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If you are looking for some alternative water bottles, here are a few of our favorites:

Hydro Flask

Hydro Flask features an easy-to-drink (and clean) top, a silicone bottom that won't scratch your furniture.

Motherly has tested these with a two-year-old and an eight-year-old and found these bottles are perfect for Pre-K to elementary school.

$29.95

CamelBak

The CamelBak is a big hit with little kids as it is easy to maneuver and it's a big hit with moms because it is easy to clean in the top rack of the dishwasher. CamelBak Eddy 12 oz Kids Vacuum Stainless Water Bottle

$14.99

Skip Hop

The designs on the Skip Hop stainless steel bottle keep kids happy and the silicone sleeve keeps the bottle from falling out of little hands! Bonus points for a flexible straw that is easy to clean!

$17.99


Motherly is your daily #momlife manual; we are here to help you easily find the best, most beautiful products for your life that actually work. We share what we love—and we may receive a commission if you choose to buy. You've got this.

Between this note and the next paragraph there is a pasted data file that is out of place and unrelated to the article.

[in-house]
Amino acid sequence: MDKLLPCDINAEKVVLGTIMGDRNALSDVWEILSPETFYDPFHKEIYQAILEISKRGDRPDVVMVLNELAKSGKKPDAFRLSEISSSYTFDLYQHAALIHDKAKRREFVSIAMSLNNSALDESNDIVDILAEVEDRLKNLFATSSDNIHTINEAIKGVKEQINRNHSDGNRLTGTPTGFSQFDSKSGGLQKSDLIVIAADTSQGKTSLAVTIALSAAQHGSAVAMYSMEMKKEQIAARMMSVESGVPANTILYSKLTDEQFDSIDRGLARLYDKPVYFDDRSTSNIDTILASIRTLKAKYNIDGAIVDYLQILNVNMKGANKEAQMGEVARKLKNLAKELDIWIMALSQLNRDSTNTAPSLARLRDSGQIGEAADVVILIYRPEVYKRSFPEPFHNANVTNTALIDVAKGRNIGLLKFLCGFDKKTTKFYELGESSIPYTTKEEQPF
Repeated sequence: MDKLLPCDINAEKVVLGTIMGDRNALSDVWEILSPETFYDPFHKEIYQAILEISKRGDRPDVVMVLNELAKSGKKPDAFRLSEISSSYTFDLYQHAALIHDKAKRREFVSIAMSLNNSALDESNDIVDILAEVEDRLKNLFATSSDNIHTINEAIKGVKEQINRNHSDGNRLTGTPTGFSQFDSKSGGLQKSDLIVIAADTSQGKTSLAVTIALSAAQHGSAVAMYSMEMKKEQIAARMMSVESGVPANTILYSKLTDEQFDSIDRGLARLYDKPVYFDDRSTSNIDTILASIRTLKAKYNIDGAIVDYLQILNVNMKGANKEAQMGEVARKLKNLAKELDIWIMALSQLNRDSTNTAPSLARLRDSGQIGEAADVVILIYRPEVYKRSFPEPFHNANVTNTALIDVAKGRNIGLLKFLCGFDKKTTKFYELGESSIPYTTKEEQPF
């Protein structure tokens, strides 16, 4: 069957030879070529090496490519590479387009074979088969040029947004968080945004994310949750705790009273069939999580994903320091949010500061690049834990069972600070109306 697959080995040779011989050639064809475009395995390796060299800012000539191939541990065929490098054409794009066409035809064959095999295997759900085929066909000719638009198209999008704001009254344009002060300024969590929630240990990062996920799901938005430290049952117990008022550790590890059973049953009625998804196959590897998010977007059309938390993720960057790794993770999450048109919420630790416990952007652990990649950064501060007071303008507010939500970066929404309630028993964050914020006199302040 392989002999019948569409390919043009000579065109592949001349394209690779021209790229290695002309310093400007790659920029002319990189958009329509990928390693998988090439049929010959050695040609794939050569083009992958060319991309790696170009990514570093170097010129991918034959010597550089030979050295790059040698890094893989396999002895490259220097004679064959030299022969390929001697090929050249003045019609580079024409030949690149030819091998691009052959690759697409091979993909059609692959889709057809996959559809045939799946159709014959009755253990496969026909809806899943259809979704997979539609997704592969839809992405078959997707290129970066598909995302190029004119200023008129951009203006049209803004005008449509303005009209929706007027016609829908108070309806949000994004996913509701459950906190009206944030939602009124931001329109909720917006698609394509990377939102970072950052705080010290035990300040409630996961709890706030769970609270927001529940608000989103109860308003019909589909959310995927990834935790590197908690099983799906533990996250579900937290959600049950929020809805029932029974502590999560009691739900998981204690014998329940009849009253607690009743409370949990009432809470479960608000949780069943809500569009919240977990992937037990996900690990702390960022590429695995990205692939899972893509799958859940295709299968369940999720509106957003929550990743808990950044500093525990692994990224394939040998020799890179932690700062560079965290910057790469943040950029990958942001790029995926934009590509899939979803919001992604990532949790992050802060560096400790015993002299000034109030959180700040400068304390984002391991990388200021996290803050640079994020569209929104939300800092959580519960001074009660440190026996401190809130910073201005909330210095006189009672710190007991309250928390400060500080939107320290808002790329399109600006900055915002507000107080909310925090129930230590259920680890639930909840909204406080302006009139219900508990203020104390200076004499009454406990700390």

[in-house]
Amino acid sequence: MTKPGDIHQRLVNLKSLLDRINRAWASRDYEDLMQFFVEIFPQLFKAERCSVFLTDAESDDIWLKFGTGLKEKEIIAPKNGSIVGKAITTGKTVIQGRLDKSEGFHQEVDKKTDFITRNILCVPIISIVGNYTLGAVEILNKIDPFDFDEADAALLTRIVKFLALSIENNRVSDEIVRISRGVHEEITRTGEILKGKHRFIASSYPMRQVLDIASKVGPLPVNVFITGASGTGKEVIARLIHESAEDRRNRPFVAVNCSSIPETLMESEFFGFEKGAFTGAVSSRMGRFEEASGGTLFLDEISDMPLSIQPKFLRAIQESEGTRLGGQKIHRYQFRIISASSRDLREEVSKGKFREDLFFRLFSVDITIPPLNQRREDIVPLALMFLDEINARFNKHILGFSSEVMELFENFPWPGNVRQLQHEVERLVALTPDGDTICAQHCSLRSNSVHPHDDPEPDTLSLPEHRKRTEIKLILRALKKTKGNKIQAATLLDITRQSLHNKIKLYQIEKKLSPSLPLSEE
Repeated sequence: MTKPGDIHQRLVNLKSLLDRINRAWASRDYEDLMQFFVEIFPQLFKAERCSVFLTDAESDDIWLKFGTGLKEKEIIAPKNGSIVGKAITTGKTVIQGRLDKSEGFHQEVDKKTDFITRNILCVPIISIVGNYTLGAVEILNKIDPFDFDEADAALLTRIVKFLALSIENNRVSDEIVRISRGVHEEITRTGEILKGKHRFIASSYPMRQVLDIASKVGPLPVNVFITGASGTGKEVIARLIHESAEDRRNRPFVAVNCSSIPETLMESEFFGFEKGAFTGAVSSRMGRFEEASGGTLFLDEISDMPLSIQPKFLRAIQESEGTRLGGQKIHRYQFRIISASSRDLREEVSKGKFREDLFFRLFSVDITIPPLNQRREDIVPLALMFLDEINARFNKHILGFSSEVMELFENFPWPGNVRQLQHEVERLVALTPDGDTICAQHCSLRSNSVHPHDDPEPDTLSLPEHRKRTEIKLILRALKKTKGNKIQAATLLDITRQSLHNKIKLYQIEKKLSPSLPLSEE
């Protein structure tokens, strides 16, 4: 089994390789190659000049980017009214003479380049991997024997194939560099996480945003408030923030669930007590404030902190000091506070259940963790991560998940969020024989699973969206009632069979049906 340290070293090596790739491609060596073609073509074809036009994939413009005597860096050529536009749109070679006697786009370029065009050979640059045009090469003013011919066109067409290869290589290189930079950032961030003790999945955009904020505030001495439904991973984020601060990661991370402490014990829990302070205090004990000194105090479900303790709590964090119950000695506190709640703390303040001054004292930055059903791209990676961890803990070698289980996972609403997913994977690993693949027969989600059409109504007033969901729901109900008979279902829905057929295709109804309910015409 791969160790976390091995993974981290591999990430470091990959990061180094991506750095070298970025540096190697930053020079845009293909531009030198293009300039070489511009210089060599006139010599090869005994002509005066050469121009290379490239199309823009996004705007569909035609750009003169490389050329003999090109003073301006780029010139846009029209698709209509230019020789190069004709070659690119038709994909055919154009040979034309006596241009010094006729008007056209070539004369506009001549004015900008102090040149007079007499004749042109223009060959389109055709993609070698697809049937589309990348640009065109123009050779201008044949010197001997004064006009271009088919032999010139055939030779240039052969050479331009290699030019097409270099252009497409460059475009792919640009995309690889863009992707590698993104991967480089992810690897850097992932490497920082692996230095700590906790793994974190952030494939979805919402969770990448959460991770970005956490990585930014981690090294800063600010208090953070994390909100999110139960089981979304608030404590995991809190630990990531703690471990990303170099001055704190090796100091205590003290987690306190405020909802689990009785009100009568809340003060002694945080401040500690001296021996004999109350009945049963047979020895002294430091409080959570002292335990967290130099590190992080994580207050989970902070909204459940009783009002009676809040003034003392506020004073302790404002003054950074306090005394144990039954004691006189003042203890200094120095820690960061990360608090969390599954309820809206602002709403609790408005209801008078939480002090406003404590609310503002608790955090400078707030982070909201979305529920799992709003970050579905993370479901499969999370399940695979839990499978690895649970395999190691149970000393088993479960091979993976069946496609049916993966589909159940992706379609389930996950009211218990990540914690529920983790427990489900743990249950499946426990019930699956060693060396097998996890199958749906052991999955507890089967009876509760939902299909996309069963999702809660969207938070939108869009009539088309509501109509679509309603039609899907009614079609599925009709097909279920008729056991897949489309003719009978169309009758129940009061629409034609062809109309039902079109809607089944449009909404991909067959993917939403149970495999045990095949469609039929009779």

{A version of this story was originally posted August 27, 2019. It has been updated.]

This is how we’re defining success this school year

Hint: It's not related to grades.

In the ever-moving lives of parents and children, opportunities to slow down and reflect on priorities can be hard to come by. But, a new school year scheduled to begin in the midst of a global pandemic offers the chance to reflect on how we should all think about measures of success. For both parents and kids, that may mean putting a fresh emphasis on optimism, creativity and curiosity.